Patients wishing to learn more about the procedure or other treatments for breast cancer can contact the U-M Cancer AnswerLine at 1-800-865-1125.

University of Michigan Health System

Related Breast Cancer Articles from Brightsurf:

Oncotarget: IGF2 expression in breast cancer tumors and in breast cancer cells
The Oncotarget authors propose that methylation of DVDMR represents a novel epigenetic biomarker that determines the levels of IGF2 protein expression in breast cancer.

Breast cancer: AI predicts which pre-malignant breast lesions will progress to advanced cancer
New research at Case Western Reserve University in Cleveland, Ohio, could help better determine which patients diagnosed with the pre-malignant breast cancer commonly as stage 0 are likely to progress to invasive breast cancer and therefore might benefit from additional therapy over and above surgery alone.

Partial breast irradiation effective treatment option for low-risk breast cancer
Partial breast irradiation produces similar long-term survival rates and risk for recurrence compared with whole breast irradiation for many women with low-risk, early stage breast cancer, according to new clinical data from a national clinical trial involving researchers from The Ohio State University Comprehensive Cancer Center - Arthur G.

Breast screening linked to 60 per cent lower risk of breast cancer death in first 10 years
Women who take part in breast screening have a significantly greater benefit from treatments than those who are not screened, according to a study of more than 50,000 women.

More clues revealed in link between normal breast changes and invasive breast cancer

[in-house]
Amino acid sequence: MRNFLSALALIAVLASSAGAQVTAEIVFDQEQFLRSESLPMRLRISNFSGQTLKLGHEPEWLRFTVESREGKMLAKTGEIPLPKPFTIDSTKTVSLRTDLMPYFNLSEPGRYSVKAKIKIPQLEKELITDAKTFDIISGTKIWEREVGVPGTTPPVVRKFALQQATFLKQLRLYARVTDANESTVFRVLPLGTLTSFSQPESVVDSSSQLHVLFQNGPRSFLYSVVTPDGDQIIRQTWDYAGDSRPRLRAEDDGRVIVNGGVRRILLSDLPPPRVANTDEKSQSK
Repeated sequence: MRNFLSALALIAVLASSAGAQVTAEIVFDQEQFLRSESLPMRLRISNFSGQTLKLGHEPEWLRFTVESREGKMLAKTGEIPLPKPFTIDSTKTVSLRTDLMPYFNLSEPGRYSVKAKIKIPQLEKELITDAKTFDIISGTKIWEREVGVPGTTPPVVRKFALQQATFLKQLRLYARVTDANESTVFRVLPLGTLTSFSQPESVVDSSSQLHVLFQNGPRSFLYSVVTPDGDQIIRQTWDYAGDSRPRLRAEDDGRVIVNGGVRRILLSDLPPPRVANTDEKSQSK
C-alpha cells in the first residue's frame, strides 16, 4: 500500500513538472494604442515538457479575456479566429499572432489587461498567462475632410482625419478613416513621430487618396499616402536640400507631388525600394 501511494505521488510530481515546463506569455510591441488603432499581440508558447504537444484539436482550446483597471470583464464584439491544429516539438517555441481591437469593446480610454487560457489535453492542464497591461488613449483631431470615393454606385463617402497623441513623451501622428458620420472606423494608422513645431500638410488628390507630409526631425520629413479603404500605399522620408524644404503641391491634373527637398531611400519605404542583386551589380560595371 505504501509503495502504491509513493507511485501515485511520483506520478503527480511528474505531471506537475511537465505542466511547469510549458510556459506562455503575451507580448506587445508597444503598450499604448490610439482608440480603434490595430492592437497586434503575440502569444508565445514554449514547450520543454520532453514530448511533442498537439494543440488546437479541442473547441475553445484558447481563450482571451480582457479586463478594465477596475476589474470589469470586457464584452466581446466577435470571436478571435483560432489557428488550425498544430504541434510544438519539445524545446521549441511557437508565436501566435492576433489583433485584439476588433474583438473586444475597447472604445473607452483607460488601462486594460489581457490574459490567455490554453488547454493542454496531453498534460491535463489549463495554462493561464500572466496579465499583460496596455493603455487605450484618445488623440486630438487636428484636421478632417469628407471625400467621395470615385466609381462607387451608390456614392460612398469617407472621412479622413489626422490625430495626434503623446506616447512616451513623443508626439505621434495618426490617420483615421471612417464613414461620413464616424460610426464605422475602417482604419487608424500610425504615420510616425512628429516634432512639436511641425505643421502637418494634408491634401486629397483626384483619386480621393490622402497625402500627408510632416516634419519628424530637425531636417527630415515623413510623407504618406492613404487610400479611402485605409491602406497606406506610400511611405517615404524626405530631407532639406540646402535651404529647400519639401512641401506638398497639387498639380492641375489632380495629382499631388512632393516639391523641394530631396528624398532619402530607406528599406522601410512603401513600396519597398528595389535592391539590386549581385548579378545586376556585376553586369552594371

A research team, led by investigators from Georgetown Lombardi Comprehensive Cancer Center, details how a natural and dramatic process -- changes in mammary glands to accommodate breastfeeding -- uses a molecular process believed to contribute to survival of pre-malignant breast cells.

Breast tissue tumor suppressor PTEN: A potential Achilles heel for breast cancer cells
A highly collaborative team of researchers at the Medical University of South Carolina and Ohio State University report in Nature Communications that they have identified a novel pathway for connective tissue PTEN in breast cancer cell response to radiotherapy.

Computers equal radiologists in assessing breast density and associated breast cancer risk
Automated breast-density evaluation was just as accurate in predicting women's risk of breast cancer, found and not found by mammography, as subjective evaluation done by radiologists, in a study led by researchers at UC San Francisco and Mayo Clinic.

Blood test can effectively rule out breast cancer, regardless of breast density
A new study published in PLOS ONE demonstrates that Videssa® Breast, a multi-protein biomarker blood test for breast cancer, is unaffected by breast density and can reliably rule out breast cancer in women with both dense and non-dense breast tissue.

Study shows influence of surgeons on likelihood of removal of healthy breast after breast cancer dia
Attending surgeons can have a strong influence on whether a patient undergoes contralateral prophylactic mastectomy after a diagnosis of breast cancer, according to a study published by JAMA Surgery.

Young breast cancer patients undergoing breast conserving surgery see improved prognosis
A new analysis indicates that breast cancer prognoses have improved over time in young women treated with breast conserving surgery.

Read More: Breast Cancer News and Breast Cancer Current Events is a participant in the Amazon Services LLC Associates Program, an affiliate advertising program designed to provide a means for sites to earn advertising fees by advertising and linking to